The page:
Counselling for Depression

We all experience periods of feeling “down” in our lives. However, if these feelings don’t go away quickly, or if they become so bad that they interfere with your life, you might be suffering from depression and should speak to a GP and seek the help of a counsellor.

Reset Mind Counselling and Coaching
scroll down arrow scroll down arrow

How can counselling help with depression?

When you are depressed, things can seem hopeless and out of your control, but with the right help it can be possible to turn it around. Understanding the root cause of your depression and engaging in active strategies can help you to both alleviate depressive symptoms and prevent them from recurring in the future. Whatever is triggering your depression, we can help you understand what’s keeping you stuck and show you the steps you can take to regain happiness and control of your life.

Here are just some of the ways in which we can help you to become a more positive and happier person:

  • learn to understand how the root causes of depression symptoms can block positive change
  • discover steps you can take to address the cause of depression
  • understand how certain behaviours can fuel symptoms of depression, and learn how to change these
  • learn how to stop negative automatic thoughts
  • discover proven strategies that can stop depressive symptoms from taking over
  • learn how you can rebuild happiness and fulfilment in your life
  • develop a tool kit that you can use to prevent depression recurring in the future

What is depression?

There are many reasons why you might feel depressed, and these will differ from person to person. Sometimes the cause is obvious – a particular disappointment or frustration, or the loss of a loved one, a relationship problem or breakdown or struggles in starting or maintaining friendships/relationships – but that’s not always the case. Typically, there are several underlying reasons and contributing factors working in combination to result in depression. These may include:

  • negative life events such as job loss, family problems or divorce
  • life changes such as transitioning to adulthood, or a lack of preparation for adult life, or moving into menopause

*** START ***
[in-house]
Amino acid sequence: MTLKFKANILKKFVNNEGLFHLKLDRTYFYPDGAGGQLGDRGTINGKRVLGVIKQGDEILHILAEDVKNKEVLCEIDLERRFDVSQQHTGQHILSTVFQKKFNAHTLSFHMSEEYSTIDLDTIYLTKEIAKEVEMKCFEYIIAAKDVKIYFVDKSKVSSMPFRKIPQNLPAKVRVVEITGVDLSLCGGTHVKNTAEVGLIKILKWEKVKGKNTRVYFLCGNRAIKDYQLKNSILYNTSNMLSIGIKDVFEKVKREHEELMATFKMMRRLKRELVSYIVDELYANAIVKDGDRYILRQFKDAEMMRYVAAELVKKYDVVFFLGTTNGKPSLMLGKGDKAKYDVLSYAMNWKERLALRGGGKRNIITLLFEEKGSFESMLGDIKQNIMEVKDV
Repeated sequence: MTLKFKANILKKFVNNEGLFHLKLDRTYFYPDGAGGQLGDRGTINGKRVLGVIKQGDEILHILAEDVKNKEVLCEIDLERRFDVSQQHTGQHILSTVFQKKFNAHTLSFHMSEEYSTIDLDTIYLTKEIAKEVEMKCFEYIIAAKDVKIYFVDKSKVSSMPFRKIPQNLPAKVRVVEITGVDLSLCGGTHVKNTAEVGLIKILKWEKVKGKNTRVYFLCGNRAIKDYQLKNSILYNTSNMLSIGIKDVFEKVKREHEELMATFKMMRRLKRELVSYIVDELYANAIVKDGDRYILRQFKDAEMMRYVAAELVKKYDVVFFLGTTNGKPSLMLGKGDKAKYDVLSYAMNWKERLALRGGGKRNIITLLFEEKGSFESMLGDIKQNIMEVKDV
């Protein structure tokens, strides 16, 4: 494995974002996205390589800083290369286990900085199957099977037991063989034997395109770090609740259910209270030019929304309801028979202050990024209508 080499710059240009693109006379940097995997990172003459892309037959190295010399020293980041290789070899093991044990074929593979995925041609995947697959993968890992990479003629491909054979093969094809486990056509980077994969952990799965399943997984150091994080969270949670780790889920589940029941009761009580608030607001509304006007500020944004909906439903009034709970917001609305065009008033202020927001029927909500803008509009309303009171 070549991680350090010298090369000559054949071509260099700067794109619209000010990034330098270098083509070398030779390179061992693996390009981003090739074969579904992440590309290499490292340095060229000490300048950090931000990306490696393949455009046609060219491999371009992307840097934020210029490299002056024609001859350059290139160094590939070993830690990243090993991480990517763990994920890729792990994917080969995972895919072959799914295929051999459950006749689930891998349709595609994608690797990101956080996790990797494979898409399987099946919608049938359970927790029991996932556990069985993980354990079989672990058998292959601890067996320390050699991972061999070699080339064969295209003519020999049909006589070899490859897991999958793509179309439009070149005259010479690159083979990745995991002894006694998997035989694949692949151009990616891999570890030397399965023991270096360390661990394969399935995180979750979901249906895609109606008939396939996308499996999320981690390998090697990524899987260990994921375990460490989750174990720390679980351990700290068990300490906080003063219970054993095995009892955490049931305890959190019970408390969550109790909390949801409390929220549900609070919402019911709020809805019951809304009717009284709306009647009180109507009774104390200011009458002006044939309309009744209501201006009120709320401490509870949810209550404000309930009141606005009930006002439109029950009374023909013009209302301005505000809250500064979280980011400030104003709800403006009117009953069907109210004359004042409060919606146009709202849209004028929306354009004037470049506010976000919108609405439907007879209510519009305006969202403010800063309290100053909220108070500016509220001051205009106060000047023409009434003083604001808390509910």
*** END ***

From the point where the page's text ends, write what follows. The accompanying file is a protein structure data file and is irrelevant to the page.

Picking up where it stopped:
• bereavement, abortion or miscarriage and how you have come to terms with your loss
  • adverse childhood experiences including trauma and abuse
  • long-term suppressed anger
  • personal circumstances such as loneliness, stress, physical exhaustion or disability
  • physical illness including viral infections (e.g. glandular fever), painful or chronic illnesses (e.g. arthritis, ME, MS), hormonal imbalances (e.g. under-active thyroid)
  • life threatening conditions such as cancer and heart disease
  • lack of social interaction, difficulty maintaining successful friendships and relationships

What are the signs of depression?

Everyone’s experience of depression varies, but there are some common signs and symptoms. It’s important to remember that these symptoms can be part of the normal ‘lows’ experienced by everyone now and again. However, the more symptoms you have, the stronger they are, and the longer they have lasted, and the more intense they are, the more likely it is that you’re dealing with depression. When these symptoms are causing problems in your life, getting help can strengthen your ability to beat depression.

  • Low mood
  • Hopelessness
  • Lack of motivation
  • Lack of interest or pleasure
  • Changes in appetite
  • Loss of sex drive
  • Irritability
  • Crying
  • Difficulty concentrating
  • Sleeplessness or excessive sleeping
  • Lethargy
  • Pessimism
  • Social withdrawal
  • Suicidal thoughts

When should you get help with depression?

While everyone feels low now and again, how can you tell when your symptoms have reached a point when you need professional help?

As a rule of thumb, if your depressive symptoms last for more than 2 weeks and you feel depressed for most of the day, every day, you should seek help from a GP or a counsellor.  If your depression starts to interfere with your ability to function at work, in your family, relationships and social life, or your overall sense of contentment is affected to the point where you might be contemplating self-harm or suicide, you will urgently need professional support to beat depression. It may seem like an impossible task to overcome your depression, but the sooner you seek help, the more successful the chances of turning your negative outlook around. if you are in urgent need of help and feel at risk, please speak to your GP, call 111 or the Samaritain’s on 116 123.

Therapy and tools to help with depression

I use a unique blend of counselling and interpersonal therapy techniques to help you understand your own depression as everyone experiences depression differently, and work on reducing your depression symptoms, until you feel more able to cope.

How many sessions do I need to help with depression?

Most counselling sessions take place once per week and last for 50 minutes. You can have as few or as many sessions you need, but it’s good to remember that at least 6 sessions are beneficial to allow time to build rapport and trust your counsellor so you can open up more freely and make good progress.

How much does counselling for depression cost?

Complimentary 15-min exploratory video call session to find out more about your needs and how I can help you.

Further sessions via video call online or telephone £55 per 50-min session or if you block book 6+ consecutive weekly sessions £50. For face-to-face sessions, please add £15 per session (Norwich NR3 and NR7 dependant on room availability)

If you’d like to sign up for a FREE exploratory video call session with Ann-Marie at Reset Mind, simply complete the form below to arrange. Please ensure you leave a telephone number.

Contact Reset Mind